My reading has been wide and varied and I have involved myself in most movements of one sort or another. The Americans of the middle and latter part of the 20th Century impressed me with their willingness to experiment and push literary boundaries. Many poets have influenced my writing over the years and each one has contributed to my ability as a poet eg T S Eliot, Dylan Thomas, Robert Lowell, Sylvia Plath, Rae Armantrout, Robert Creeley, Seamus Heaney, John Ashbery, August Kleinzahler, Charles Bernstein, Jorie Graham, the NZ poets Allen Curnow, James Baxter, Hone Tuwhare, Bill Manhire and so on. Even the great Romantics have a place in my learning. Perhaps, my small knowledge of Te Reo and Tikanga Maori and all they entail has been vital to the sounds and rhythms of my writing also.

Consequently, you can see the field of influence is huge and those groups of individuals associated with poetic movements are part and parcel of this learning process too.

Your poem “Departing Takaparawha” is included in the forthcoming anthology Voyagers: Science Fiction Poetry from New Zealand. Do you write much poetry that falls within the “speculative poetry” genres (science fiction, fantasy, horror), or were your submissions to that anthology fairly much a one-off?

This is an interesting question for me to answer as my poetry probably does at times verge on the fantastic. For many poets the metaphor is an integral literary device and this can lead to highly imaginative pieces of work. My poetry could be said to tend towards the surreal sometimes. It is open to many interpretations but I don’t write with any exclusive kind of poetical form in mind.

Do you regard yourself as an “Auckland poet”, or is it simply the case that you are a poet who lives in Auckland? Is there such a thing as a distinctively Auckland poet, and if so, what makes an Auckland poet distinctive?

My sister-in-law, who is based in the UK, once asked me a similar type of question after a poetry reading I had given at the London School of Economics a few years ago – whether I considered myself a poet (for everyone) or a NZ poet. My answer was ‘a poet first and foremost’. This applies also to the idea of being an Auckland poet or not. I don’t think of boundaries when it comes to poetry. Although I am aware of these city differences, I don’t particularly espouse to any of them. Good poetry should cross borders and touch hearts regardless.

Do you enjoy performing your poetry, and are you planning launches, readings and so forth to mark the publication of Liquefaction?

Yes, I enjoy the challenge of reading my work, rather than performing it. Reading is never easy. The inner voices are an interesting mob to deal with when you stand and deliver. They determine the sound, rhythm and nuances and I feel I must do justice to the poem that has been channeled through me. It is a big responsibility to get it right. But that is what being a poet is all about for me.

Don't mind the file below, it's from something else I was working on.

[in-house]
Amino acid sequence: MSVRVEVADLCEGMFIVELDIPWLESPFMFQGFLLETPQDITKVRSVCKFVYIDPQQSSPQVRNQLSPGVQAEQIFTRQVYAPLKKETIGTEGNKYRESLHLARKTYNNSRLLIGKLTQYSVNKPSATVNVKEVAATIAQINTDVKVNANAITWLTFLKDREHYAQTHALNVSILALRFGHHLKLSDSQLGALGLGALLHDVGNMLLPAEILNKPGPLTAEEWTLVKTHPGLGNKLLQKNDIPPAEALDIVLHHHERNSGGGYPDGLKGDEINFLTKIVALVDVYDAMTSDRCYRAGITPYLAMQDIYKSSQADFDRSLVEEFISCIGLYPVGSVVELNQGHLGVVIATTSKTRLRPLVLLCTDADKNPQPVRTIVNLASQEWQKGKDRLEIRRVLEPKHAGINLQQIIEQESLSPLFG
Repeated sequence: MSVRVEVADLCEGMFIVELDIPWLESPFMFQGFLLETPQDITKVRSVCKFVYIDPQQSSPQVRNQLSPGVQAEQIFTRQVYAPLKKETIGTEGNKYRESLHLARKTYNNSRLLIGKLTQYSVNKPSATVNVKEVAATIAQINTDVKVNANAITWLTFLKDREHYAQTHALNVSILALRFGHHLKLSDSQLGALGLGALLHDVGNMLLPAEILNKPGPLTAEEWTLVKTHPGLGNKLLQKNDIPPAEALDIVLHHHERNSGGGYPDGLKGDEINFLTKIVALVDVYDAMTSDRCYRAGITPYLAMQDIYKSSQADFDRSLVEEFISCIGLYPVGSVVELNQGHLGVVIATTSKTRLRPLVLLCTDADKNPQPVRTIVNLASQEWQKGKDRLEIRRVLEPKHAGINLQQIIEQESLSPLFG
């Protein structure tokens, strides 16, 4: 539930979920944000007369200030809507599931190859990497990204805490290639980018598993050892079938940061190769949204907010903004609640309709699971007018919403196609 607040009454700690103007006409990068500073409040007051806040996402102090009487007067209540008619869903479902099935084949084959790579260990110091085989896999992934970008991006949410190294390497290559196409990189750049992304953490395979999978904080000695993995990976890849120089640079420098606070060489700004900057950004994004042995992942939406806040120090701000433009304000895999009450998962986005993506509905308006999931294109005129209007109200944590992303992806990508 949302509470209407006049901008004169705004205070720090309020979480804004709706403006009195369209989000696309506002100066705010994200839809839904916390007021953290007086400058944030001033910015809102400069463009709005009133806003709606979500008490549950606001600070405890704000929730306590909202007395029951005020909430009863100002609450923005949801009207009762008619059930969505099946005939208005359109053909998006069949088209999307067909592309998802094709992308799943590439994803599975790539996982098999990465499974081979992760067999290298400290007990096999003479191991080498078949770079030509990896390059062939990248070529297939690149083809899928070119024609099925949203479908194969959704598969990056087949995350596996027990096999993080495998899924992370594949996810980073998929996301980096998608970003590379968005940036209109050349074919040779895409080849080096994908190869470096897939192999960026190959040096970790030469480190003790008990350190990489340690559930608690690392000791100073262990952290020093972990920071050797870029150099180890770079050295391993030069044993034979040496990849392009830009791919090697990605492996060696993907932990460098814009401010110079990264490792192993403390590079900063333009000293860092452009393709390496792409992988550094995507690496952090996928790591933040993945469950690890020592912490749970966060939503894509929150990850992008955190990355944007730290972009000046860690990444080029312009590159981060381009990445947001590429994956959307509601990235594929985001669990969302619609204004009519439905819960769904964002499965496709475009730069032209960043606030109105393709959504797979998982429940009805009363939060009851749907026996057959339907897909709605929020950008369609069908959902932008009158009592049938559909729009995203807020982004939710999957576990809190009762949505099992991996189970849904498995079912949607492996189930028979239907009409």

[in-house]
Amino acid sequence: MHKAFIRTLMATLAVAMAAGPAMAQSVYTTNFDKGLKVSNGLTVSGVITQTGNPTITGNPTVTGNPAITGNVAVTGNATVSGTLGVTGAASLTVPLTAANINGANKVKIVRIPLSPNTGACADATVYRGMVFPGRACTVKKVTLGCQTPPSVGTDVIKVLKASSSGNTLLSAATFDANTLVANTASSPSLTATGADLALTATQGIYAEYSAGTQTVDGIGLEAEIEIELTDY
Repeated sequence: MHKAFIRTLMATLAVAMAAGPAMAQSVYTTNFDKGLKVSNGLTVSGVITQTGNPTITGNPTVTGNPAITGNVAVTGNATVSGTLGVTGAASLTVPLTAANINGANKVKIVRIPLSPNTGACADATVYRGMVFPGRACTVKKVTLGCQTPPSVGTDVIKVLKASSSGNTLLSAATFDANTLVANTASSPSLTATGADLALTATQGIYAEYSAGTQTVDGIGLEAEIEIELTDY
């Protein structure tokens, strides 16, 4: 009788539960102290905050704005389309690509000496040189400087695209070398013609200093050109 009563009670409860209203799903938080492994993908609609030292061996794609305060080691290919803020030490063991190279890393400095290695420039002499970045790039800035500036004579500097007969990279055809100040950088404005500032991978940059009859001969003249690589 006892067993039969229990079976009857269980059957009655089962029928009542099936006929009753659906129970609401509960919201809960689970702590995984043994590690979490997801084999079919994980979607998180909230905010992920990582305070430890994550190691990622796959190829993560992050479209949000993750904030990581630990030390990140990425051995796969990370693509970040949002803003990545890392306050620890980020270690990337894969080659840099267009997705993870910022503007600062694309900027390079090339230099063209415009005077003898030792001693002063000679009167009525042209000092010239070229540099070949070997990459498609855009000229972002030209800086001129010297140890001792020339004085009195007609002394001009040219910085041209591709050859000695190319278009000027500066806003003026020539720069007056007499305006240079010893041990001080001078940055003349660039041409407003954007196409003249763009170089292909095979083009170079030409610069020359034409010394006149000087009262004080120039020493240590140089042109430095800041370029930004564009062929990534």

I hope to promote my poetry collection with readings at the launches, which are to be in July. The timing will be important to enable this to happen. As yet, I have no dates, but I know Interactive Publications are well into the planning stages.

On a final note relating to Liquefaction, I wish to express my gratitude and thanks to Gretchen Albrecht, for providing the incredible cover image from Chorus 2008.

Voyagers Cover Released, Microsite Up

Voyagers: Science Fiction Poetry from New Zealand, the anthology of New Zealand science fiction poetry Mark Pirie and I have co-edited, is moving closer to its publication date: we expect it to be available in New Zealand on 1 June.

The publishers, Interactive Publications Ltd (IP) of Brisbane, have now put up both a mini-site and an orders page for the book:

The IP mini-site is now up at:

The IP Orders page is:

And here’s the cover. (Voyagers authors: You are welcome to use the cover image on your own blogs and sites, but please also include both the IP links above, and mention when the book will be available in NZ.)

Voyagers: A New Zealand Science Fiction Poetry Anthology

In 2004, Mark Pirie and myself decided that it would be a good idea to put together an anthology of New Zealand science fiction poetry. We knew that there were people writing science fiction poetry in New Zealand, and we knew of a few published examples of NZ science fiction poetry. How hard could such a project be? So we put out a call for submissions, and many poets responded with new or previously-published work.

At the same time, we split the corpus of New Zealand poetry (hmmm, “corpus”, never thought I’d use that word in a blog post) between us and looked everywhere we could for published NZ SF poems. We were amazed how many we found: nuclear apocalypses from the 1950s and 1960s, utopias and dystopias from the 1960s and 1970s. We used a reasonably broad definition of science fiction, but even so, we found more poems than we could use. We discovered that poets such as Allen Curnow, James K. Baxter and Cilla McQueen had written science fiction poetry.

The next problem, finding a publisher for the anthology, proved to be a little harder. Most New Zealand publishers we approached did not think the anthology was a commercial proposition; one publisher took on the project subject to its receiving Creative New Zealand funding, but the publishing application was unfortunately unsuccessful.

It seemed that we had run out of options to have an anthology of the desired size and quality published, but then Mark approached Australian publisher Interactive Publications, having heard that they were to publish a book of Iain Britton’s poetry. We were very pleased to hear that Interactive Publications were willing to publish the anthology in a print run large enough to make it worthwhile.

The next step was to go through the lengthy process of getting permissions from authors and publishers to reprint poems which had previously appeared elsewhere. Interactive Publications was unable to offer payment to authors, something we had wanted to do, and understandably, some authors and publishers pulled work from the anthology because of this. However, this gave us the opportunity to refresh the anthology with some newer poems, and at last the manuscript has been completed and sent to the publishers – except for the Contributors’ Notes, which I’m currently collating.

I’m really pleased that we have finally got this project off the ground after many years of trying. I think it’s going to be a fine anthology. I’ll tell you more as the publication date approaches.